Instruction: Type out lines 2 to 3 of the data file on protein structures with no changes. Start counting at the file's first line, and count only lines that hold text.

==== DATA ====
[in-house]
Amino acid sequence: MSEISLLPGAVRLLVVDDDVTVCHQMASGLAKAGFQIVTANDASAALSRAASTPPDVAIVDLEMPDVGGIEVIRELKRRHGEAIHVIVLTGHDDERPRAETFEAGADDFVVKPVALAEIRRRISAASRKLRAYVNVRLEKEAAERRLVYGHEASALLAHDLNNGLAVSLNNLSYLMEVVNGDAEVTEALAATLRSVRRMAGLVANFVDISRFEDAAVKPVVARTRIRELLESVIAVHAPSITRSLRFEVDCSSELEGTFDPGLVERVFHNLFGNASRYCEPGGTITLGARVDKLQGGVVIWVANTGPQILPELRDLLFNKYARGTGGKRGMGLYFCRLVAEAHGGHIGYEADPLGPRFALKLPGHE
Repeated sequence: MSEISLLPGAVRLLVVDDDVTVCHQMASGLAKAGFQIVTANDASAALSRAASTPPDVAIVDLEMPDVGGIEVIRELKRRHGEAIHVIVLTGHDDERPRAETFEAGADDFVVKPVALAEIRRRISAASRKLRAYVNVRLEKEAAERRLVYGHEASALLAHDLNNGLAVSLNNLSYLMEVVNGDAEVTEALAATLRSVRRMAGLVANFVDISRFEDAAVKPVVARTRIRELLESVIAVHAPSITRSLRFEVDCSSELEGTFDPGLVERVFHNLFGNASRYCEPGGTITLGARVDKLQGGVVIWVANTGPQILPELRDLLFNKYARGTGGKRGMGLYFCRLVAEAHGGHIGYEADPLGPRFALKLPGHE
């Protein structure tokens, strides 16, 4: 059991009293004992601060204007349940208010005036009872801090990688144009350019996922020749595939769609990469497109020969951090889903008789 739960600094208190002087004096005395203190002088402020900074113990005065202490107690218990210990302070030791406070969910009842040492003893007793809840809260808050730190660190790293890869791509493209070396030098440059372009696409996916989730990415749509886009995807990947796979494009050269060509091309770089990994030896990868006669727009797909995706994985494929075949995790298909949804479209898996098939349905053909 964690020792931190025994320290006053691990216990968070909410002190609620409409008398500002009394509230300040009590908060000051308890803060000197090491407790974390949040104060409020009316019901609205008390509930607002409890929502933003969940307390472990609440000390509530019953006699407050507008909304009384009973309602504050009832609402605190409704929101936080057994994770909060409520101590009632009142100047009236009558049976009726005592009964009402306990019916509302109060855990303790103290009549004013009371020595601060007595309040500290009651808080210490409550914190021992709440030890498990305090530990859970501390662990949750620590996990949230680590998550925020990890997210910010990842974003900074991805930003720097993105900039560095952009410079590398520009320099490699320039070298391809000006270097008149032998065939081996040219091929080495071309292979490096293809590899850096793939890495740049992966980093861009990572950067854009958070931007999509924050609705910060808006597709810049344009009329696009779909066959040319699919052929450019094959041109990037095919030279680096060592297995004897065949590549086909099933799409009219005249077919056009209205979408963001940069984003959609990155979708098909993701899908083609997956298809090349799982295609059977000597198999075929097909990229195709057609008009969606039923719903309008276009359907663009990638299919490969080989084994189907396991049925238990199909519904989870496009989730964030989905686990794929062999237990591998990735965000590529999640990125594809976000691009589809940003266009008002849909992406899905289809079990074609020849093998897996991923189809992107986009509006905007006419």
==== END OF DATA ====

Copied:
Amino acid sequence: MSEISLLPGAVRLLVVDDDVTVCHQMASGLAKAGFQIVTANDASAALSRAASTPPDVAIVDLEMPDVGGIEVIRELKRRHGEAIHVIVLTGHDDERPRAETFEAGADDFVVKPVALAEIRRRISAASRKLRAYVNVRLEKEAAERRLVYGHEASALLAHDLNNGLAVSLNNLSYLMEVVNGDAEVTEALAATLRSVRRMAGLVANFVDISRFEDAAVKPVVARTRIRELLESVIAVHAPSITRSLRFEVDCSSELEGTFDPGLVERVFHNLFGNASRYCEPGGTITLGARVDKLQGGVVIWVANTGPQILPELRDLLFNKYARGTGGKRGMGLYFCRLVAEAHGGHIGYEADPLGPRFALKLPGHE
Repeated sequence: MSEISLLPGAVRLLVVDDDVTVCHQMASGLAKAGFQIVTANDASAALSRAASTPPDVAIVDLEMPDVGGIEVIRELKRRHGEAIHVIVLTGHDDERPRAETFEAGADDFVVKPVALAEIRRRISAASRKLRAYVNVRLEKEAAERRLVYGHEASALLAHDLNNGLAVSLNNLSYLMEVVNGDAEVTEALAATLRSVRRMAGLVANFVDISRFEDAAVKPVVARTRIRELLESVIAVHAPSITRSLRFEVDCSSELEGTFDPGLVERVFHNLFGNASRYCEPGGTITLGARVDKLQGGVVIWVANTGPQILPELRDLLFNKYARGTGGKRGMGLYFCRLVAEAHGGHIGYEADPLGPRFALKLPGHE